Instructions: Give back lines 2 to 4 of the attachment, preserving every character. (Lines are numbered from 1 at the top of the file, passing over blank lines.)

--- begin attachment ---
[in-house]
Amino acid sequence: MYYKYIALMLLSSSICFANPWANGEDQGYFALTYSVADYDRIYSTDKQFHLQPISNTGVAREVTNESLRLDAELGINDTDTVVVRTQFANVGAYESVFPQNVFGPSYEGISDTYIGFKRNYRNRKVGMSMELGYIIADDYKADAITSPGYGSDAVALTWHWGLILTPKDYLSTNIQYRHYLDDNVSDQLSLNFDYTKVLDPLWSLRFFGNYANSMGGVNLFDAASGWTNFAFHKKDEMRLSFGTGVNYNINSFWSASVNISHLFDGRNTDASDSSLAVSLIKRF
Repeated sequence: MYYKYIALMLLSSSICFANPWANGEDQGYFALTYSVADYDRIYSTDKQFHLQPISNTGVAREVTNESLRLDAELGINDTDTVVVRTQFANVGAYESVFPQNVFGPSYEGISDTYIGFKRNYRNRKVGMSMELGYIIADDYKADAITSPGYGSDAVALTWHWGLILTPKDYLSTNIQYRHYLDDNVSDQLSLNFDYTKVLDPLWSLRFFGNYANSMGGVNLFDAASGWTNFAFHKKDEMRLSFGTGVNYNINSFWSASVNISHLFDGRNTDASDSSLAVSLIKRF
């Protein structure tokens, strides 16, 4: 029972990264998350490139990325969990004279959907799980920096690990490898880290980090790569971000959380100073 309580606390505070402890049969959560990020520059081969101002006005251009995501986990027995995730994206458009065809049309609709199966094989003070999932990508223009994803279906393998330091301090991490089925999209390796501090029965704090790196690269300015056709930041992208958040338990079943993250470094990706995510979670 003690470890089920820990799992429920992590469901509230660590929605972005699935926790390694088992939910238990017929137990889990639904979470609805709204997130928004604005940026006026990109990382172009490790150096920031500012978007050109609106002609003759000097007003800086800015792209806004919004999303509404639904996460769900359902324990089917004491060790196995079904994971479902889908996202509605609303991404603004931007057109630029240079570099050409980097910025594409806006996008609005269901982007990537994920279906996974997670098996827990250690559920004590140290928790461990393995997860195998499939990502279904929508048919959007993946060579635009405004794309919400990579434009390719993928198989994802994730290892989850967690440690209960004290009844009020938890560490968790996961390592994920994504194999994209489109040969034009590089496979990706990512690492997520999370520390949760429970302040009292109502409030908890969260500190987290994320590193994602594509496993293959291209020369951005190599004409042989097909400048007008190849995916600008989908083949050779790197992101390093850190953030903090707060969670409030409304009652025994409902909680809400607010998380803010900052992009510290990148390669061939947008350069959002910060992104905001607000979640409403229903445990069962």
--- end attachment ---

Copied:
Amino acid sequence: MYYKYIALMLLSSSICFANPWANGEDQGYFALTYSVADYDRIYSTDKQFHLQPISNTGVAREVTNESLRLDAELGINDTDTVVVRTQFANVGAYESVFPQNVFGPSYEGISDTYIGFKRNYRNRKVGMSMELGYIIADDYKADAITSPGYGSDAVALTWHWGLILTPKDYLSTNIQYRHYLDDNVSDQLSLNFDYTKVLDPLWSLRFFGNYANSMGGVNLFDAASGWTNFAFHKKDEMRLSFGTGVNYNINSFWSASVNISHLFDGRNTDASDSSLAVSLIKRF
Repeated sequence: MYYKYIALMLLSSSICFANPWANGEDQGYFALTYSVADYDRIYSTDKQFHLQPISNTGVAREVTNESLRLDAELGINDTDTVVVRTQFANVGAYESVFPQNVFGPSYEGISDTYIGFKRNYRNRKVGMSMELGYIIADDYKADAITSPGYGSDAVALTWHWGLILTPKDYLSTNIQYRHYLDDNVSDQLSLNFDYTKVLDPLWSLRFFGNYANSMGGVNLFDAASGWTNFAFHKKDEMRLSFGTGVNYNINSFWSASVNISHLFDGRNTDASDSSLAVSLIKRF
């Protein structure tokens, strides 16, 4: 029972990264998350490139990325969990004279959907799980920096690990490898880290980090790569971000959380100073 309580606390505070402890049969959560990020520059081969101002006005251009995501986990027995995730994206458009065809049309609709199966094989003070999932990508223009994803279906393998330091301090991490089925999209390796501090029965704090790196690269300015056709930041992208958040338990079943993250470094990706995510979670 003690470890089920820990799992429920992590469901509230660590929605972005699935926790390694088992939910238990017929137990889990639904979470609805709204997130928004604005940026006026990109990382172009490790150096920031500012978007050109609106002609003759000097007003800086800015792209806004919004999303509404639904996460769900359902324990089917004491060790196995079904994971479902889908996202509605609303991404603004931007057109630029240079570099050409980097910025594409806006996008609005269901982007990537994920279906996974997670098996827990250690559920004590140290928790461990393995997860195998499939990502279904929508048919959007993946060579635009405004794309919400990579434009390719993928198989994802994730290892989850967690440690209960004290009844009020938890560490968790996961390592994920994504194999994209489109040969034009590089496979990706990512690492997520999370520390949760429970302040009292109502409030908890969260500190987290994320590193994602594509496993293959291209020369951005190599004409042989097909400048007008190849995916600008989908083949050779790197992101390093850190953030903090707060969670409030409304009652025994409902909680809400607010998380803010900052992009510290990148390669061939947008350069959002910060992104905001607000979640409403229903445990069962």